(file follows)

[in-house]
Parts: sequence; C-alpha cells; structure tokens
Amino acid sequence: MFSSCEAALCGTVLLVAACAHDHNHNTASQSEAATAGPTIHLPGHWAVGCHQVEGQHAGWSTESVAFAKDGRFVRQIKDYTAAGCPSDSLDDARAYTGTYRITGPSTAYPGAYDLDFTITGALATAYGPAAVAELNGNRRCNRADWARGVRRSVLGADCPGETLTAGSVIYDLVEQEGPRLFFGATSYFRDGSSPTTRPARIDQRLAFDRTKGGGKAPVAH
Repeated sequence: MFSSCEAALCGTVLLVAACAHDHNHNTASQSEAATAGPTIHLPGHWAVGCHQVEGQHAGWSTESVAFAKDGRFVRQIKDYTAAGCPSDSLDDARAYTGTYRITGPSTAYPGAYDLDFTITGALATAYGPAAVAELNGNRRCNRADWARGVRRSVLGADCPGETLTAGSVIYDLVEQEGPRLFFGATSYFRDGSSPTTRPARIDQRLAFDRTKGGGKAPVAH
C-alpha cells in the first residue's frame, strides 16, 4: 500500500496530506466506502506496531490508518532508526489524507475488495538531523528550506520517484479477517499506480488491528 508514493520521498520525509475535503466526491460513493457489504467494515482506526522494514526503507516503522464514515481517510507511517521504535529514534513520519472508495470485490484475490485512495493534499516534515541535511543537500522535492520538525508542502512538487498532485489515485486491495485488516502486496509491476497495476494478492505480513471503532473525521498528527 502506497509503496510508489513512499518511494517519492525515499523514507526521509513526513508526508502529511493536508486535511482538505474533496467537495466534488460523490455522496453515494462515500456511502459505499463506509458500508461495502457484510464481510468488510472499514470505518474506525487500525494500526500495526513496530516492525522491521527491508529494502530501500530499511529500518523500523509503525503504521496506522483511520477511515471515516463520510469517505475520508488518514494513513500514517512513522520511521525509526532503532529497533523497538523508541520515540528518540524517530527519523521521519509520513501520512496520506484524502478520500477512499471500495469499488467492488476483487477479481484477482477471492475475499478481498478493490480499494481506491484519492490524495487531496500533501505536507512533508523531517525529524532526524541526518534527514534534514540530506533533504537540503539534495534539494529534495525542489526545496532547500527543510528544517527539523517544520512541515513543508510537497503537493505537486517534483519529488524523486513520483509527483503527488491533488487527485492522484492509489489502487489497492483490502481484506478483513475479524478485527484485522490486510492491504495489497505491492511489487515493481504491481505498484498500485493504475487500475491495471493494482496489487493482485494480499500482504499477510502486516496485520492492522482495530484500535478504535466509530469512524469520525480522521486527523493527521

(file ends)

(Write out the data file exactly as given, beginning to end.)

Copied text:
[in-house]
Parts: sequence; C-alpha cells; structure tokens
Amino acid sequence: MFSSCEAALCGTVLLVAACAHDHNHNTASQSEAATAGPTIHLPGHWAVGCHQVEGQHAGWSTESVAFAKDGRFVRQIKDYTAAGCPSDSLDDARAYTGTYRITGPSTAYPGAYDLDFTITGALATAYGPAAVAELNGNRRCNRADWARGVRRSVLGADCPGETLTAGSVIYDLVEQEGPRLFFGATSYFRDGSSPTTRPARIDQRLAFDRTKGGGKAPVAH
Repeated sequence: MFSSCEAALCGTVLLVAACAHDHNHNTASQSEAATAGPTIHLPGHWAVGCHQVEGQHAGWSTESVAFAKDGRFVRQIKDYTAAGCPSDSLDDARAYTGTYRITGPSTAYPGAYDLDFTITGALATAYGPAAVAELNGNRRCNRADWARGVRRSVLGADCPGETLTAGSVIYDLVEQEGPRLFFGATSYFRDGSSPTTRPARIDQRLAFDRTKGGGKAPVAH
C-alpha cells in the first residue's frame, strides 16, 4: 500500500496530506466506502506496531490508518532508526489524507475488495538531523528550506520517484479477517499506480488491528 508514493520521498520525509475535503466526491460513493457489504467494515482506526522494514526503507516503522464514515481517510507511517521504535529514534513520519472508495470485490484475490485512495493534499516534515541535511543537500522535492520538525508542502512538487498532485489515485486491495485488516502486496509491476497495476494478492505480513471503532473525521498528527 502506497509503496510508489513512499518511494517519492525515499523514507526521509513526513508526508502529511493536508486535511482538505474533496467537495466534488460523490455522496453515494462515500456511502459505499463506509458500508461495502457484510464481510468488510472499514470505518474506525487500525494500526500495526513496530516492525522491521527491508529494502530501500530499511529500518523500523509503525503504521496506522483511520477511515471515516463520510469517505475520508488518514494513513500514517512513522520511521525509526532503532529497533523497538523508541520515540528518540524517530527519523521521519509520513501520512496520506484524502478520500477512499471500495469499488467492488476483487477479481484477482477471492475475499478481498478493490480499494481506491484519492490524495487531496500533501505536507512533508523531517525529524532526524541526518534527514534534514540530506533533504537540503539534495534539494529534495525542489526545496532547500527543510528544517527539523517544520512541515513543508510537497503537493505537486517534483519529488524523486513520483509527483503527488491533488487527485492522484492509489489502487489497492483490502481484506478483513475479524478485527484485522490486510492491504495489497505491492511489487515493481504491481505498484498500485493504475487500475491495471493494482496489487493482485494480499500482504499477510502486516496485520492492522482495530484500535478504535466509530469512524469520525480522521486527523493527521